Concern about the pace of private equity deals has reached the Palace of Westminster. The Times reports that MP Darren Jones, chairman of the Commons business, energy and industrial strategy committee, has written to the CMA and to the FCA to ask about the scope of their regulatory powers and noted his concern about previous “highly leveraged purchases of high street brands, which have ultimately resulted in administration, job losses adn pension fund shortfalls” have scant protection or oversight from regulator s who do not do enough to intervene when “new owners act irresponsibly”. The recent approach by Clayton Dubillier & Rice caused the MP to raise concerns about British supermarkets being the latest area of interest for private equity — and what this might mean for protection of jobs, pension funds and any real presence on the UK’s high streets.


Wall of money


Continuation capital

Growth investor General Atlantic has announced that it has raised $3bn for a continuation fund that will allow it more time and money to develop its existing portfolio companies, specifically Howden Group, Argus Media, Laboratorios Sanfer and Red Ventures. The firm said that this type of fund represented a “very powerful tool for [its] investors”.

Vistria closes fourth buyout fund

Midmarket-focused Vistria Group has closed its latest buyout vehicle on $2.68bn, more than double the size of its predecessor and far exceeding the target size of $1.5bn. The firm also announced that it is seeking $750m for its debut credit fund.

Nordic Capital raises €1.2bn

The Stockholm-based private equity arm has raised the total for a new mid-market fund after just three months in the market. In a statement, the firm said that the fundraising was substantially oversubscribed at its hard cap and “significantly exceeded its target”. The Evolution Fund will apparently have a strong ESG focus and target investments across Northern Europe between €35m and €150m.

Five Arrows shoots high for a €450m close

Five Arrows Growth Capital has held its final close of its fourth private equity fund at €450m. The fund will invest in European small-cap companies within healthcare and education, data and software and technology-enabled business services.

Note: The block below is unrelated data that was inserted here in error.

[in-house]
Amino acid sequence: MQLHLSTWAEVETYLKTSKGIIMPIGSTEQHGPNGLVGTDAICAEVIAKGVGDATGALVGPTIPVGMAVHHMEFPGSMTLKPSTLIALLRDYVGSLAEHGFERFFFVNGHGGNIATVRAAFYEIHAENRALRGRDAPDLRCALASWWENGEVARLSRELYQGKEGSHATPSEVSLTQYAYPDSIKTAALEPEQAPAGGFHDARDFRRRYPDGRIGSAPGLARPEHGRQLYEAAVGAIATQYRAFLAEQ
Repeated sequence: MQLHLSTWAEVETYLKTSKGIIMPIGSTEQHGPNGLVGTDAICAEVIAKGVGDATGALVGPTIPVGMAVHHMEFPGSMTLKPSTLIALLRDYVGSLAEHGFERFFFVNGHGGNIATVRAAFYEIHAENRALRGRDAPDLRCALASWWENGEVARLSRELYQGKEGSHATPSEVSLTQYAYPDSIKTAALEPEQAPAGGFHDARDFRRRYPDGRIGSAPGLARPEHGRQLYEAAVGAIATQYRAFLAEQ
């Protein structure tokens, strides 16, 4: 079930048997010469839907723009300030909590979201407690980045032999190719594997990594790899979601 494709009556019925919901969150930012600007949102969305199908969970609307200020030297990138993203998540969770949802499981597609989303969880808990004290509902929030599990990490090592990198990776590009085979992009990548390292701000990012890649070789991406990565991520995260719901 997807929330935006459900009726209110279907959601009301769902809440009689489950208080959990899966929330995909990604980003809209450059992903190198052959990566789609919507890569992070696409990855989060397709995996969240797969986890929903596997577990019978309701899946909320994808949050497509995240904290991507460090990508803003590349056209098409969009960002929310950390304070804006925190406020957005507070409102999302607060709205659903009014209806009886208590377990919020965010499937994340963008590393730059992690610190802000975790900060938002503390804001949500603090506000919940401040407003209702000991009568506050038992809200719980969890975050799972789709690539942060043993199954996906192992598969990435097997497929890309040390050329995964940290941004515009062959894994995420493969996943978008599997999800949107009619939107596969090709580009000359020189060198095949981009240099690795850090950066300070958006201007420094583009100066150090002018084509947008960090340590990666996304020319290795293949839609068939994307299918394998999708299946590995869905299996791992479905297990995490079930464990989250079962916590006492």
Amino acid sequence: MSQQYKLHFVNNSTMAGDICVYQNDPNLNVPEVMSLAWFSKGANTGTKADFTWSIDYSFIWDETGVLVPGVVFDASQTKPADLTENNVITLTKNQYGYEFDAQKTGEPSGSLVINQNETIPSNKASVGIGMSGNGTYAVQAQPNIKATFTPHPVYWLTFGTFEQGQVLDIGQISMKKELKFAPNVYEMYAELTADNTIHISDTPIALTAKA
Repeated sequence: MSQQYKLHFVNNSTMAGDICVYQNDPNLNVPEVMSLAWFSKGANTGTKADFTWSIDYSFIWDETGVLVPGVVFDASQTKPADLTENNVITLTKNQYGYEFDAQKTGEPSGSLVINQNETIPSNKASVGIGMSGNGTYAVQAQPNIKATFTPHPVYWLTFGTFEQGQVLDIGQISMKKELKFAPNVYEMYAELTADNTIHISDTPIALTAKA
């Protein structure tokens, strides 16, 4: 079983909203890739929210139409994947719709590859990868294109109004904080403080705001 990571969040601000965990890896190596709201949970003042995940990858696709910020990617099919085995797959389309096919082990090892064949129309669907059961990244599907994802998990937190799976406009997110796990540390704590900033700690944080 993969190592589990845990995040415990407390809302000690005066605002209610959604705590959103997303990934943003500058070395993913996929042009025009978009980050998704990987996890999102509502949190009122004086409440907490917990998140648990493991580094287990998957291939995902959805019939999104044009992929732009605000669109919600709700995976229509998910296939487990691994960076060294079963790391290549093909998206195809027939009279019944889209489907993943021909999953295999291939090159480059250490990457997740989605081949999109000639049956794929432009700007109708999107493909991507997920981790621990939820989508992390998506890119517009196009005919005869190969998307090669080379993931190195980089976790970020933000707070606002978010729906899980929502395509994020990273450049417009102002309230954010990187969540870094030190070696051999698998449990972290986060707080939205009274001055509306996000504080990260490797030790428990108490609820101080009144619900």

Deal chart


Acquisition TargetBuyerSellerValueDate AnnouncedRegionSector
Speciality Chemicals International LimitedBlack DiamondInvestindustrialUndisclosed02/07/2021USChemicals
InovaCarlyle-€60m01/07/2021FranceLife Sciences
Motive PartnersApollo Global Management-Undisclosed, 24.9% stake01/07/2021USPrivate Equity
WaystoneMontaguMML CapitalUndisclosed01/07/2021UKFinancial Services
Honey BirdettePLBY Group-$333m30/06/2021AustraliaRetail
UDG HealthcareClayton Dubilier & Rice-£2.8bn29/06/2021UKHealthcare

Movers and Shakers


UK & Europe

EQT has boosted its sustainability credentials with the appointment of Bahare Haghshenas and Sophie Walker. Previously Haghshenas was a partner at Deloitte and director of Acacia while Walker sat on the JLL UK Board as head of sustainability.

bd-capital has hired Anne van de Voorden as an investment director. Previously, Voorden was involved in the technology, services and industrial sectors at EQT.

KKR has announced the opening of a new office in central Stockholm, which will serve as the firm’s Scandinavian hub. Hans Arstad will lead operations from Stockholm.


From the horse’s mouth...

Private markets are an exciting area which are usually impossible for normal investors to get a slice of the pie. That said, this is risky stuff.” – Alex Davies, founder of Wealth Club gives a mixed verdict on private markets opening up to retail investors

The level of deal activity is truly extraordinary, and beyond any of our expectations” – Cathal Desay, global co-head of M&A at Credit Suisse

“If you hate a person, you hate something in him that is part of yourself. What isn’t part of ourselves doesn’t disturb us.” – Hermann Hesse, German-Swiss novelist born on this day in 1877